[View larger version of this image (150 K JPG file)]


1. Rakic P (1990). Principles of neural migration. Experientia, 46: 882-891.        [ Links ]

2. Goldman SA & Luskin MB (1998). Strategies utilized by migrating neurons of the postnatal vertebrate forebrain. Trends in Neurosciences, 21: 107-114.        [ Links ]

3. Anderson SA, Eisenstat DD, Shi L & Rubenstein JLR (1997). Interneuron migration from basal forebrain to neocortex: dependence on Dlx genes. Science, 278: 474-476.        [ Links ]

4. Lois C, Garcia-Verdugo JM & Alvarez-Buylla A (1996). Chain migration of neuronal precursors. Science, 271: 978-981.        [ Links ]

5. Wichterle H, García-Verdugo JM & Alvarez-Buylla A (1997). Direct evidence for homotypic, glia-independent neuronal migration. Neuron, 18: 779-791.        [ Links ]

6. Rousselot P, Louis C & Alvarez-Buylla A (1995). Embryonic (PSA) N-CAM reveals chains of migrating neuroblasts between the lateral ventricle and the olfactory bulb of adult mice. Journal of Comparative Neurology, 351: 51-61.        [ Links ]

7. Jankovski A & Sotelo C (1996). Subventricular zone-olfactory bulb migratory pathway in the adult mouse: Cellular composition and specificity as determined by heterochronic and heterotopic transplantation. Journal of Comparative Neurology, 371: 376-396.        [ Links ]

8. Menezes JRL & Luskin MB (1994). Expression of neuron-specific tubulin defines a novel population in the proliferative layers of the developing telencephalon. Journal of Neuroscience, 14: 5399-5416.        [ Links ]

9. Ono K, Tomasiewicz H, Magnuson T & Rutishauser U (1994). N-CAM mutation inhibits tangential neuronal migration and is phenocopied by enzymatic removal of polysialic acid. Neuron, 13: 595-609.        [ Links ]

10. Tomasiewicz H, Ono K, Yee D, Thompson C, Goridis C, Rutishauser U & Magnuson T (1993). Genetic deletion of a neural cell adhesion molecule variant (NCAM 180) produces distinct defects in the central nervous system. Neuron, 11: 1163-1174.        [ Links ]

11. Cremer H, Lange R, Christoph A, Plomann M, Vopper G, Roes J, Brown R, Baldwin S, Kraemer P, Scheff S, Barthels D, Rajewsky K & Wille W (1994). Inactivation of the N-CAM gene in mice results in size reduction of the olfactory bulb and deficits in spatial learning. Nature, 367: 455-459.        [ Links ]

12. Hu HY, Tomasiewicz H, Magnuson T & Rutishauser U (1996). The role of polysialic acid in migration of olfactory bulb interneuron precursors in the subventricular zone. Neuron, 16: 735-743.        [ Links ]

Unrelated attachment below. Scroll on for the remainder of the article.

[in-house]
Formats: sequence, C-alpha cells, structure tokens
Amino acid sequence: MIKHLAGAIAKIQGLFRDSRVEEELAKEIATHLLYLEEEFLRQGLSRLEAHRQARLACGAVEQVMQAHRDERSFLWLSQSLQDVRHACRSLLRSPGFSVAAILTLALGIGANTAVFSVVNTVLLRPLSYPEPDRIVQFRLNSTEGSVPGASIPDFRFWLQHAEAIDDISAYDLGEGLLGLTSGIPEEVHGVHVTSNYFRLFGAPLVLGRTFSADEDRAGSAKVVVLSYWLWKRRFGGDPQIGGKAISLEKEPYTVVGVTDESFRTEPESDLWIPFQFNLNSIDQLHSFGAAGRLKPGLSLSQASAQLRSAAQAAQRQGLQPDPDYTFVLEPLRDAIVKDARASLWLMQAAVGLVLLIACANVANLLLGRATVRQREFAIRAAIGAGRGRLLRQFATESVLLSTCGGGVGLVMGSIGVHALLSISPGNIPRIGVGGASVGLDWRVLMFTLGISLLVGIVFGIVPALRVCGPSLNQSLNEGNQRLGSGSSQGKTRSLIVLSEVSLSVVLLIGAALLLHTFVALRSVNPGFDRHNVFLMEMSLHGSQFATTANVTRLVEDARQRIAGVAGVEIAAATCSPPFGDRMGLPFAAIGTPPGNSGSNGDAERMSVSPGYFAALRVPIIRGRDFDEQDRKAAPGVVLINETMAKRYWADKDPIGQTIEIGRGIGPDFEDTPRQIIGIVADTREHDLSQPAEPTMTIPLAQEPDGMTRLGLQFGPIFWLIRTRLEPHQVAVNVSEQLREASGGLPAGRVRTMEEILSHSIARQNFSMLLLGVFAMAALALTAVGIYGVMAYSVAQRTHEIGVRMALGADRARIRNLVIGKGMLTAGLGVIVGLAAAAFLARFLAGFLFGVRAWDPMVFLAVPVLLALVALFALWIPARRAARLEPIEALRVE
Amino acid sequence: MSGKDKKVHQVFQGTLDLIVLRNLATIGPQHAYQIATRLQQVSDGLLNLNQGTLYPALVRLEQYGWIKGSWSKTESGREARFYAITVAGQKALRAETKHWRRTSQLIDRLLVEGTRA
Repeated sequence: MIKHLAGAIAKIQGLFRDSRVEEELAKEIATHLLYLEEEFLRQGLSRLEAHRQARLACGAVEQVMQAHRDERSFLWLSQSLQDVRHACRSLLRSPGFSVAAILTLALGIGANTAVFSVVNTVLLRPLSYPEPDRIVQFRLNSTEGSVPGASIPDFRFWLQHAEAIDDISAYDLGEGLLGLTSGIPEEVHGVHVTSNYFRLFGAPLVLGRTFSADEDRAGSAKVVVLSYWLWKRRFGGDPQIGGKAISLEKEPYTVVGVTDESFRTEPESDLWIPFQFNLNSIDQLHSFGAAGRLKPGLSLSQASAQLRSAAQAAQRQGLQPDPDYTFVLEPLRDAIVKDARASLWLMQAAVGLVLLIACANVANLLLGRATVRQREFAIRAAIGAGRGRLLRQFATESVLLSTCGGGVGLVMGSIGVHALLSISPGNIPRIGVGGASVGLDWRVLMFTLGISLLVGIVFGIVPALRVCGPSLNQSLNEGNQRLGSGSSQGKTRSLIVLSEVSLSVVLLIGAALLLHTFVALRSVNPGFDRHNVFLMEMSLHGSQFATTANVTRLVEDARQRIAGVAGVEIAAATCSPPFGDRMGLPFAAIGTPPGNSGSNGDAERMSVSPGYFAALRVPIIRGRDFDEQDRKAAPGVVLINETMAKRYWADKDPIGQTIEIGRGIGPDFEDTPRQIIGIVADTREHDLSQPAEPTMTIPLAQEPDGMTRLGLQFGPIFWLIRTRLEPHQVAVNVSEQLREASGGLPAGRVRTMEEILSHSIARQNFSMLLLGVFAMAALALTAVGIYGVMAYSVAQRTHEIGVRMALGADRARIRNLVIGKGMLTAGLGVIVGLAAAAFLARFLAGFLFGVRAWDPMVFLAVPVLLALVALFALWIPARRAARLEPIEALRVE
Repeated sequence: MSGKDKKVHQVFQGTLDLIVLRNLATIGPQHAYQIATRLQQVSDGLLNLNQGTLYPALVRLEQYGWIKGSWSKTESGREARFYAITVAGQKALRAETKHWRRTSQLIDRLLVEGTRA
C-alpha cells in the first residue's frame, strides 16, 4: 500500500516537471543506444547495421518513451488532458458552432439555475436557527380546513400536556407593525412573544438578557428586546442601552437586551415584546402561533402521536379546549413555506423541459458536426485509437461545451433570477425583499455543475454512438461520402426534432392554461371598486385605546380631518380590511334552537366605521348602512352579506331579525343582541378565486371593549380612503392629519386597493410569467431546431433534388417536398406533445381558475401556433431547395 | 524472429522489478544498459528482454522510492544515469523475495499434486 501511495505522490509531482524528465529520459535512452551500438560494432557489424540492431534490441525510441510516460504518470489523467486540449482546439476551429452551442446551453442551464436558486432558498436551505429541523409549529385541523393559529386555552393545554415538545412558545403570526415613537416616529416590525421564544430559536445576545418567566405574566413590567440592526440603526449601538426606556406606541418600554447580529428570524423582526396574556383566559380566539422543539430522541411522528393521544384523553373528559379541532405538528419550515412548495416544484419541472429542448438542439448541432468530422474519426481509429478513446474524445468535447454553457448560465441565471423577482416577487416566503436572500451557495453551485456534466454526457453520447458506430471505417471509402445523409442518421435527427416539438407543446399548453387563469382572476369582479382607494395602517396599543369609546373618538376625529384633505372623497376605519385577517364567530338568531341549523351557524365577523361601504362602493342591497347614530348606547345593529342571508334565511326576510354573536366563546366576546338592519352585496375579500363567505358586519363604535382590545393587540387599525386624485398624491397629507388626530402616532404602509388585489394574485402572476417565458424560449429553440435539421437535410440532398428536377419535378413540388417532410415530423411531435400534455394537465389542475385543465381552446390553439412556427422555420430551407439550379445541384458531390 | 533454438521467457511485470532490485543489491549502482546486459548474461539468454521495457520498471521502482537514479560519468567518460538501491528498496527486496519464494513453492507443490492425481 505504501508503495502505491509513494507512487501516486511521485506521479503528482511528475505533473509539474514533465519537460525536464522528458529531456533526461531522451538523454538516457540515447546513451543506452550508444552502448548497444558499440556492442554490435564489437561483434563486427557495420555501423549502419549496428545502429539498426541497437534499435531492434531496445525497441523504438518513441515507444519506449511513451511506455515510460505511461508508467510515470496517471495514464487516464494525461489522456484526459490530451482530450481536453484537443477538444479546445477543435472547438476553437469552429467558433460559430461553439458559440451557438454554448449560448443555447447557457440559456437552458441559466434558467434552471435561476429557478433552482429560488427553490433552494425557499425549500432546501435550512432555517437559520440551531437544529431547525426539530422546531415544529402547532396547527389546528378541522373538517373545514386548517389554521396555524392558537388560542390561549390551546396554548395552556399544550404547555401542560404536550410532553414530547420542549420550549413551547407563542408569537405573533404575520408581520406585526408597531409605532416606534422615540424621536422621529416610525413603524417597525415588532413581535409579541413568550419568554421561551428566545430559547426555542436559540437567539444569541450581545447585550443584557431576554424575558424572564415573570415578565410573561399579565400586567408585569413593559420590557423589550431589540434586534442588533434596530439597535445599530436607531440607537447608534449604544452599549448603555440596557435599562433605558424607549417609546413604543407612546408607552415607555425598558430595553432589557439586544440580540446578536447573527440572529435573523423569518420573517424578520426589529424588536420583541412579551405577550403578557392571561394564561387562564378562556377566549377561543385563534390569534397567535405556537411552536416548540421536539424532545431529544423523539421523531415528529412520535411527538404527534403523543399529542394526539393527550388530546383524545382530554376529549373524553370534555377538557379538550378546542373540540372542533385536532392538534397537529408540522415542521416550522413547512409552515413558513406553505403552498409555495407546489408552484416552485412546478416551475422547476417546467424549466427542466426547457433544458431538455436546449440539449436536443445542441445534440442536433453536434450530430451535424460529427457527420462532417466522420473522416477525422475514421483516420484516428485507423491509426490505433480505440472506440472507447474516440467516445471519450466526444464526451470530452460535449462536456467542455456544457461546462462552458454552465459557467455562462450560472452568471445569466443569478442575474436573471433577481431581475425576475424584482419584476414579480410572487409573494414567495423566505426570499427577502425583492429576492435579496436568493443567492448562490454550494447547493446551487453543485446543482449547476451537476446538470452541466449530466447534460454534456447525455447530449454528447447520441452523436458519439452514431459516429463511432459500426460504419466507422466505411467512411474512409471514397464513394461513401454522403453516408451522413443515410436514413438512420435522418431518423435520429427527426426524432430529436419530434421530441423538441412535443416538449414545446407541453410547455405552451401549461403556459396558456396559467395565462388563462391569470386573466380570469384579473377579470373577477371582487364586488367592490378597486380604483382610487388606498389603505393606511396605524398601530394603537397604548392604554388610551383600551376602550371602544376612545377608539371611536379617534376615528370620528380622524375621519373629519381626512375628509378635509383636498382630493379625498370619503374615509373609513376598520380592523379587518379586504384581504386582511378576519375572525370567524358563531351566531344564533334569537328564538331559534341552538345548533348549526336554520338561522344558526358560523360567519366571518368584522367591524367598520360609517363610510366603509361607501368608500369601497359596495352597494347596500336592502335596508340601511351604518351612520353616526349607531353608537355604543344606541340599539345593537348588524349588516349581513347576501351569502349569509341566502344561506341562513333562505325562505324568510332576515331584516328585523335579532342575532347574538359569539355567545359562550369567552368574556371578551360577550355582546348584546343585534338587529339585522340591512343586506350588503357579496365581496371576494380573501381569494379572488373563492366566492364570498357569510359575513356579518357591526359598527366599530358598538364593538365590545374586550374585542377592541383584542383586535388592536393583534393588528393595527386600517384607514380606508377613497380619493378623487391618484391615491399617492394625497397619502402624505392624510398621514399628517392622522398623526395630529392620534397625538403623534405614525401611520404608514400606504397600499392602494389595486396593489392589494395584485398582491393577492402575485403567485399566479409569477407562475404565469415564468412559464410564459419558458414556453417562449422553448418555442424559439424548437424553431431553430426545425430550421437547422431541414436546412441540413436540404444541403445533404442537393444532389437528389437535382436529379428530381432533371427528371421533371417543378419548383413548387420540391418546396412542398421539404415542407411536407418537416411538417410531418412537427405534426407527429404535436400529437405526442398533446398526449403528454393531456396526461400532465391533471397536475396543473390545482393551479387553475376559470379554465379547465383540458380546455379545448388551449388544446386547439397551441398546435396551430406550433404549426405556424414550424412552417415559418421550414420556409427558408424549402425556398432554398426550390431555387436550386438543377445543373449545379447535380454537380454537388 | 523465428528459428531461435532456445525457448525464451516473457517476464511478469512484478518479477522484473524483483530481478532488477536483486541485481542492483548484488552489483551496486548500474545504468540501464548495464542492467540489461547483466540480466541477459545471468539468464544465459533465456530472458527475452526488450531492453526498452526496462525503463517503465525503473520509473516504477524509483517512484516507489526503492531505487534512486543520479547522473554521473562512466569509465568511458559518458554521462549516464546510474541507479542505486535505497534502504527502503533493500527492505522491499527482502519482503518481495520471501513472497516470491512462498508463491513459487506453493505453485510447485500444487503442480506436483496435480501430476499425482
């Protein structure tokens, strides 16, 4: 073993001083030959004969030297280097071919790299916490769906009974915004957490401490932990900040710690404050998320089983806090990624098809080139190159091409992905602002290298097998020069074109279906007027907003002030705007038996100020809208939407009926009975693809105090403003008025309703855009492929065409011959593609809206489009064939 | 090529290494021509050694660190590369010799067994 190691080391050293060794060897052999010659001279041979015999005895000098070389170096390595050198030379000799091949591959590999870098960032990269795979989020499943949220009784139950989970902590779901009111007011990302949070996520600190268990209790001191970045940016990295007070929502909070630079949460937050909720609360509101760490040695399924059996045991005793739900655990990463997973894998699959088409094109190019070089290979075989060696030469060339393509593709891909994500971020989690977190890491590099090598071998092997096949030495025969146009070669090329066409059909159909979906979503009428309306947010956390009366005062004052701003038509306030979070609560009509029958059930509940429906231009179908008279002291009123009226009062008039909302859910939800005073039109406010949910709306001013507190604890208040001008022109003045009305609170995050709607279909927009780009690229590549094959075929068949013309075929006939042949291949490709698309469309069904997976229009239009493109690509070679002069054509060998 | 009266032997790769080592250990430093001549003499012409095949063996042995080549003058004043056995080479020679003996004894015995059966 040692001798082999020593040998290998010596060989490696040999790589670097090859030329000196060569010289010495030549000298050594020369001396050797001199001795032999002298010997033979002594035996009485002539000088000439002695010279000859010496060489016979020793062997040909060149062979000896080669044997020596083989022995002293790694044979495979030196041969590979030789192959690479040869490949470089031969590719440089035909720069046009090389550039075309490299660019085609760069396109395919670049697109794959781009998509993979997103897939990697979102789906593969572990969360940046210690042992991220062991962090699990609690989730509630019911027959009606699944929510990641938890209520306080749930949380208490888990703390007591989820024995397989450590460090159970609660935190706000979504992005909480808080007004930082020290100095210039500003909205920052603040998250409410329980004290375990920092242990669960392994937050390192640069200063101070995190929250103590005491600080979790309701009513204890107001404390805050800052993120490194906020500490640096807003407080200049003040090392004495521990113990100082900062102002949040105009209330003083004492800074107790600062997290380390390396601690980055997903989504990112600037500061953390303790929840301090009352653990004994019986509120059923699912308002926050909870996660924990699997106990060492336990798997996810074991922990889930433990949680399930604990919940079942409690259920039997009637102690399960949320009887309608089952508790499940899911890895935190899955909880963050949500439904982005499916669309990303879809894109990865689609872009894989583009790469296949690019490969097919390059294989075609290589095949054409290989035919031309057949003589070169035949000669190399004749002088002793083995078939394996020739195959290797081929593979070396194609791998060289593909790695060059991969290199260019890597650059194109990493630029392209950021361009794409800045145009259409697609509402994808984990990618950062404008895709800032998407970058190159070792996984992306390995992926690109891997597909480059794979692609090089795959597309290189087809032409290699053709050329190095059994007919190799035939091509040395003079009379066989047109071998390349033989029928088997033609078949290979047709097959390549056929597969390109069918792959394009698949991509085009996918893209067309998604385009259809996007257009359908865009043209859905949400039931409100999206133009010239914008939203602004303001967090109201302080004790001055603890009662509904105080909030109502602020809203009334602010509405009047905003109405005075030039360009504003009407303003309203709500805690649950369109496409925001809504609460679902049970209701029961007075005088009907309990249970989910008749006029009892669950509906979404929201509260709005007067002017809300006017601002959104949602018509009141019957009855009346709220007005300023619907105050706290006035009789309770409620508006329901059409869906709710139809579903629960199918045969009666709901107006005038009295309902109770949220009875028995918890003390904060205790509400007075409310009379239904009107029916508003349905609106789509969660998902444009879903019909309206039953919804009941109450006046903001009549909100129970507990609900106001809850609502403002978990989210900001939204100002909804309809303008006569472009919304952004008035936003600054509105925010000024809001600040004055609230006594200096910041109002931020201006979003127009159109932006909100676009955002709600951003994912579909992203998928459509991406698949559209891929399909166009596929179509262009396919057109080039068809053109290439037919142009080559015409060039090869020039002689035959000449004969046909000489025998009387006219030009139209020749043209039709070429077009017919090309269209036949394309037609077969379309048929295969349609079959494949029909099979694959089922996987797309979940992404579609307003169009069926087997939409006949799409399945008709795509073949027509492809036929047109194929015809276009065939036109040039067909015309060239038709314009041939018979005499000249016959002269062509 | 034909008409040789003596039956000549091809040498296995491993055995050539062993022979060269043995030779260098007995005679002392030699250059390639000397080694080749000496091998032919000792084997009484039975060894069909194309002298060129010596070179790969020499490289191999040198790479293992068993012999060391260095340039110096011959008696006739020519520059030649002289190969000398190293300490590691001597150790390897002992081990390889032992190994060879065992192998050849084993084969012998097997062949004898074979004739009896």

13. Chazal G, Durbec P, Jankovski A, Rougon G & Cremer H (2000). Consequences of neural cell adhesion molecule deficiency on cell migration in the rostral migratory stream of the mouse. Journal of Neuroscience, 20: 1446-1457.        [ Links ]

14. Mendez-Otero R & Cavalcante LA (1996). Expression of 9-O acetylated gangliosides is correlated with tangential cell migration in the rat brain. Neuroscience Letters, 204: 97-100.        [ Links ]

15. Hedin-Pereira C, de Moraes ECP, Lent R & Mendez-Otero R (1998). 9-O Acetylated gangliosides are required for radial cell migration in embryonic cerebral cortex. Axon Guidance and Neural Plasticity Meeting. September 16-20, Cold Spring Harbor, NY, 75.        [ Links ]

16. Santiago MF, Berredo-Pinho M, Costa MR, Gandra M, Cavalcante LA & Mendez-Otero R (2001). Expression and function of 9-O-acetyl GD3 in postmitotic granule cell development. Molecular and Cellular Neurosciences (in press).        [ Links ]

17. Araújo H, Menezes M & Mendez-Otero R (1997). Blockage of 9-O-acetylated gangliosides induces microtubule polymerization in growth cones and neurites. European Journal of Cell Biology, 72: 202-213.        [ Links ]

18. Mendez-Otero R, Schlosshauer B & Constantine-Paton M (1992). Role of acetylated gangliosides on neuronal migration and axonal outgrowth. In: Lent R (Editor), The Visual System from Genesis to Maturity. Birkhauser, Boston.        [ Links ]

19. Mendez-Otero R, Schlosshauer B, Barnstable CJ & Constantine-Paton M (1988). A developmentally regulated antigen associated with neural cell and process migration. Journal of Neuroscience, 8: 564-579.        [ Links ]

20. Mendez-Otero R & Constantine-Paton M (1990). Granule cell induction of 9-O acetyl gangliosides on cerebellar glia in microcultures. Developmental Biology, 138: 400-409.        [ Links ]


We are grateful to José Tibúrcio for animal care and to Felipe de Melo Marins for technical assistance.

Correspondence and Footnotes

Address for correspondence: C. Hedin-Pereira, Instituto de Biofísica, Carlos Chagas Filho, UFRJ, CCS, Bl. G, Cidade Universitária, 21941-590 Rio de Janeiro, RJ, Brasil. E-mail:

Presented at SIMEC 2000 - International Symposium on Extracellular Matrix, Angra dos Reis, RJ, Brazil, September 24-27, 2000. Research supported by FINEP/PRONEX (No. 052/97), the Third World Academy of Science (TWAS) and FAPERJ to R. Mendez-Otero. Received January 9, 2001. Accepted January 30, 2001.

Creative Commons License All the contents of this journal, except where otherwise noted, is licensed under a Creative Commons Attribution License